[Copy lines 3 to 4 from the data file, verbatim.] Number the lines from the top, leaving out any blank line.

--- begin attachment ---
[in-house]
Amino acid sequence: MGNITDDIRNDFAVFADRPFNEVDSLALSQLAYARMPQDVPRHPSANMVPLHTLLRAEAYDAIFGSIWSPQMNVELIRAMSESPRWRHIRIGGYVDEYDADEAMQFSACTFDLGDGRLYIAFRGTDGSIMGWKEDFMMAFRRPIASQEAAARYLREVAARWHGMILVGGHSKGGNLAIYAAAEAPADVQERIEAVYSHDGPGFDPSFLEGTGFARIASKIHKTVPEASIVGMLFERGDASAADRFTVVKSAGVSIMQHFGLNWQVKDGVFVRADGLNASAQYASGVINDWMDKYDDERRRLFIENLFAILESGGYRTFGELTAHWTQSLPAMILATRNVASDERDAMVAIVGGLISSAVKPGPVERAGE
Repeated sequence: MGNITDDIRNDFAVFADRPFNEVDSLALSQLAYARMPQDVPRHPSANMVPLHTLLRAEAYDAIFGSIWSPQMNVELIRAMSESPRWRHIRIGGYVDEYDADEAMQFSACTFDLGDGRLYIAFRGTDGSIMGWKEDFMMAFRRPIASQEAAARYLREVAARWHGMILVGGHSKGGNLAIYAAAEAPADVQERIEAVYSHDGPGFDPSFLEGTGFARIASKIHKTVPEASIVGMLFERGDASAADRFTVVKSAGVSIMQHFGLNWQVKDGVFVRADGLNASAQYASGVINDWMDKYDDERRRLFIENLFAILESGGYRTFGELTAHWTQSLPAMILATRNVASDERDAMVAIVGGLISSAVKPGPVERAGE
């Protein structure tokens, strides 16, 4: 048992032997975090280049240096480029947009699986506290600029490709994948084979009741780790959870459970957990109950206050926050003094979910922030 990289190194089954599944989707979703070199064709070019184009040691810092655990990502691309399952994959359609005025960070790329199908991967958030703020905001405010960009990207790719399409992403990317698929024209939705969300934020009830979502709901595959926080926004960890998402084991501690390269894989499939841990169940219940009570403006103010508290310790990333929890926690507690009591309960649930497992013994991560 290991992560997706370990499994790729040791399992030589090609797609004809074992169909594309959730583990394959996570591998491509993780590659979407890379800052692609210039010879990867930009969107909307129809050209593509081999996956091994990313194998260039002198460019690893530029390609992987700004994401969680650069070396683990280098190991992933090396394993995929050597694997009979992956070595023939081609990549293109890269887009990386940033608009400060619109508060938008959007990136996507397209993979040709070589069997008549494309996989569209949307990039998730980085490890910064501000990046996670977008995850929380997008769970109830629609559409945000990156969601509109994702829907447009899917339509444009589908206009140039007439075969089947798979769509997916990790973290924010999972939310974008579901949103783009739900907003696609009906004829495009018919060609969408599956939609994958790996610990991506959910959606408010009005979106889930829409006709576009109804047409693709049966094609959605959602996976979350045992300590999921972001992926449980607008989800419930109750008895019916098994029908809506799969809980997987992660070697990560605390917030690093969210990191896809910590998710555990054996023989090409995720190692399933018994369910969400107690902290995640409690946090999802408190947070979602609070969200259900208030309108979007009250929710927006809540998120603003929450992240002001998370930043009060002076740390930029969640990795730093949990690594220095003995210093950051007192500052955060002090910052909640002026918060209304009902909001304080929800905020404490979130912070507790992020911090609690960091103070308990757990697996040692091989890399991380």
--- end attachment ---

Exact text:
Repeated sequence: MGNITDDIRNDFAVFADRPFNEVDSLALSQLAYARMPQDVPRHPSANMVPLHTLLRAEAYDAIFGSIWSPQMNVELIRAMSESPRWRHIRIGGYVDEYDADEAMQFSACTFDLGDGRLYIAFRGTDGSIMGWKEDFMMAFRRPIASQEAAARYLREVAARWHGMILVGGHSKGGNLAIYAAAEAPADVQERIEAVYSHDGPGFDPSFLEGTGFARIASKIHKTVPEASIVGMLFERGDASAADRFTVVKSAGVSIMQHFGLNWQVKDGVFVRADGLNASAQYASGVINDWMDKYDDERRRLFIENLFAILESGGYRTFGELTAHWTQSLPAMILATRNVASDERDAMVAIVGGLISSAVKPGPVERAGE
């Protein structure tokens, strides 16, 4: 048992032997975090280049240096480029947009699986506290600029490709994948084979009741780790959870459970957990109950206050926050003094979910922030 990289190194089954599944989707979703070199064709070019184009040691810092655990990502691309399952994959359609005025960070790329199908991967958030703020905001405010960009990207790719399409992403990317698929024209939705969300934020009830979502709901595959926080926004960890998402084991501690390269894989499939841990169940219940009570403006103010508290310790990333929890926690507690009591309960649930497992013994991560 290991992560997706370990499994790729040791399992030589090609797609004809074992169909594309959730583990394959996570591998491509993780590659979407890379800052692609210039010879990867930009969107909307129809050209593509081999996956091994990313194998260039002198460019690893530029390609992987700004994401969680650069070396683990280098190991992933090396394993995929050597694997009979992956070595023939081609990549293109890269887009990386940033608009400060619109508060938008959007990136996507397209993979040709070589069997008549494309996989569209949307990039998730980085490890910064501000990046996670977008995850929380997008769970109830629609559409945000990156969601509109994702829907447009899917339509444009589908206009140039007439075969089947798979769509997916990790973290924010999972939310974008579901949103783009739900907003696609009906004829495009018919060609969408599956939609994958790996610990991506959910959606408010009005979106889930829409006709576009109804047409693709049966094609959605959602996976979350045992300590999921972001992926449980607008989800419930109750008895019916098994029908809506799969809980997987992660070697990560605390917030690093969210990191896809910590998710555990054996023989090409995720190692399933018994369910969400107690902290995640409690946090999802408190947070979602609070969200259900208030309108979007009250929710927006809540998120603003929450992240002001998370930043009060002076740390930029969640990795730093949990690594220095003995210093950051007192500052955060002090910052909640002026918060209304009902909001304080929800905020404490979130912070507790992020911090609690960091103070308990757990697996040692091989890399991380």